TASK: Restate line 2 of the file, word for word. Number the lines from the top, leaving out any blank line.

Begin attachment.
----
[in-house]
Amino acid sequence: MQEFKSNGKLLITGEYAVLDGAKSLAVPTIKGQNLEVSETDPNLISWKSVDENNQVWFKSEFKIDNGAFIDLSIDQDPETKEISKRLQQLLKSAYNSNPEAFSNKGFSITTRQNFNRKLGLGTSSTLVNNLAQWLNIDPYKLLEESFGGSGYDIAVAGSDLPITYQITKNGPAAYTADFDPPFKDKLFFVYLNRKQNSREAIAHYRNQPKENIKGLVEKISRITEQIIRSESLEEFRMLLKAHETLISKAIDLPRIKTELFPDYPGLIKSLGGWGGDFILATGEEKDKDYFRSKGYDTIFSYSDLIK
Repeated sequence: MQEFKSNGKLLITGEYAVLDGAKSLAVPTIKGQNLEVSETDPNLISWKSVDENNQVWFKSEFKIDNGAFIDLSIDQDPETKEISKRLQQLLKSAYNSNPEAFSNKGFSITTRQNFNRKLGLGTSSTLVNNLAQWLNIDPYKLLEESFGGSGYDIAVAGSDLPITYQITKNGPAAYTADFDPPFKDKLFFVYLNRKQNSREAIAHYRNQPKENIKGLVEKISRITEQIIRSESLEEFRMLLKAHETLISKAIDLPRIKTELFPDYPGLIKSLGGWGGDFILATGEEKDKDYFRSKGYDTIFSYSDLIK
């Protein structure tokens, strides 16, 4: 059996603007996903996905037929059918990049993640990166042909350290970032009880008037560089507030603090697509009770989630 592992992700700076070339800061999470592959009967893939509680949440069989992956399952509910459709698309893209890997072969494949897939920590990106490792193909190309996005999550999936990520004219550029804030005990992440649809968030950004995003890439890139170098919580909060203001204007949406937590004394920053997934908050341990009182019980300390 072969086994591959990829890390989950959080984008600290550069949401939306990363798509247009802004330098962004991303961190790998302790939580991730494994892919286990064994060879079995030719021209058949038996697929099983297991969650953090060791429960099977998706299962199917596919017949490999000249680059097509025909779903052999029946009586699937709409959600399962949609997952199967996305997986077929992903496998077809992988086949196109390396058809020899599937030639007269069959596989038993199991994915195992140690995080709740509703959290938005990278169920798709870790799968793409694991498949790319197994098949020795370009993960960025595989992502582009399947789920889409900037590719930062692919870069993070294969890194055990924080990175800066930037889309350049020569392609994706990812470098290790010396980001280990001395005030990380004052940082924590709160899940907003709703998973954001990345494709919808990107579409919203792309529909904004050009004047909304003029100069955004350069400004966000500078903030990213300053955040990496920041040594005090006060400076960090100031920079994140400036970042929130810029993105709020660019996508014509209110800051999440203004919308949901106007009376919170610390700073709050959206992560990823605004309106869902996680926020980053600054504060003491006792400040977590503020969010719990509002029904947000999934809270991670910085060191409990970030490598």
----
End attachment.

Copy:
Amino acid sequence: MQEFKSNGKLLITGEYAVLDGAKSLAVPTIKGQNLEVSETDPNLISWKSVDENNQVWFKSEFKIDNGAFIDLSIDQDPETKEISKRLQQLLKSAYNSNPEAFSNKGFSITTRQNFNRKLGLGTSSTLVNNLAQWLNIDPYKLLEESFGGSGYDIAVAGSDLPITYQITKNGPAAYTADFDPPFKDKLFFVYLNRKQNSREAIAHYRNQPKENIKGLVEKISRITEQIIRSESLEEFRMLLKAHETLISKAIDLPRIKTELFPDYPGLIKSLGGWGGDFILATGEEKDKDYFRSKGYDTIFSYSDLIK